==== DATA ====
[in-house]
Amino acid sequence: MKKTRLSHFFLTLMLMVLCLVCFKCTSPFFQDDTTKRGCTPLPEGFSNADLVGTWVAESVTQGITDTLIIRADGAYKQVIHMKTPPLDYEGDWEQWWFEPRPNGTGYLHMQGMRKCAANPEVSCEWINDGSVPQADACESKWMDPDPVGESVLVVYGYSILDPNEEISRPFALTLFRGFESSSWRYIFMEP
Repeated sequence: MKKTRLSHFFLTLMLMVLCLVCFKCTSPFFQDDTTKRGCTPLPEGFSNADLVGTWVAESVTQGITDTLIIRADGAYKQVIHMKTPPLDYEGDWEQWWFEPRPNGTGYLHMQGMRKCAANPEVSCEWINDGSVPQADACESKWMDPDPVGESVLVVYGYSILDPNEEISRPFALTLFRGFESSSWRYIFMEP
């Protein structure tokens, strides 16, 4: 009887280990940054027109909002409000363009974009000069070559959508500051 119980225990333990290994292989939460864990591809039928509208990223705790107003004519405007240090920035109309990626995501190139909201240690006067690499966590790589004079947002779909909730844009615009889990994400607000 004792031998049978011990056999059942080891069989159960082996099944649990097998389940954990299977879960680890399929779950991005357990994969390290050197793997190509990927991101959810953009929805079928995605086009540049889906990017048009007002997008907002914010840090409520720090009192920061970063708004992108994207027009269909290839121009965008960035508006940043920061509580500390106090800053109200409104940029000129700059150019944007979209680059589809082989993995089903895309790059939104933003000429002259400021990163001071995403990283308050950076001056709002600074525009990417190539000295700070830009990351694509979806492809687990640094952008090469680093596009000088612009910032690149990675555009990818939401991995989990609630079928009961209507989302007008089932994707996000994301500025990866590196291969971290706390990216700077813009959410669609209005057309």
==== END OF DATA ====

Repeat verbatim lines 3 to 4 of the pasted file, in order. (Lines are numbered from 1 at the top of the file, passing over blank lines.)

Repeated sequence: MKKTRLSHFFLTLMLMVLCLVCFKCTSPFFQDDTTKRGCTPLPEGFSNADLVGTWVAESVTQGITDTLIIRADGAYKQVIHMKTPPLDYEGDWEQWWFEPRPNGTGYLHMQGMRKCAANPEVSCEWINDGSVPQADACESKWMDPDPVGESVLVVYGYSILDPNEEISRPFALTLFRGFESSSWRYIFMEP
């Protein structure tokens, strides 16, 4: 009887280990940054027109909002409000363009974009000069070559959508500051 119980225990333990290994292989939460864990591809039928509208990223705790107003004519405007240090920035109309990626995501190139909201240690006067690499966590790589004079947002779909909730844009615009889990994400607000 004792031998049978011990056999059942080891069989159960082996099944649990097998389940954990299977879960680890399929779950991005357990994969390290050197793997190509990927991101959810953009929805079928995605086009540049889906990017048009007002997008907002914010840090409520720090009192920061970063708004992108994207027009269909290839121009965008960035508006940043920061509580500390106090800053109200409104940029000129700059150019944007979209680059589809082989993995089903895309790059939104933003000429002259400021990163001071995403990283308050950076001056709002600074525009990417190539000295700070830009990351694509979806492809687990640094952008090469680093596009000088612009910032690149990675555009990818939401991995989990609630079928009961209507989302007008089932994707996000994301500025990866590196291969971290706390990216700077813009959410669609209005057309």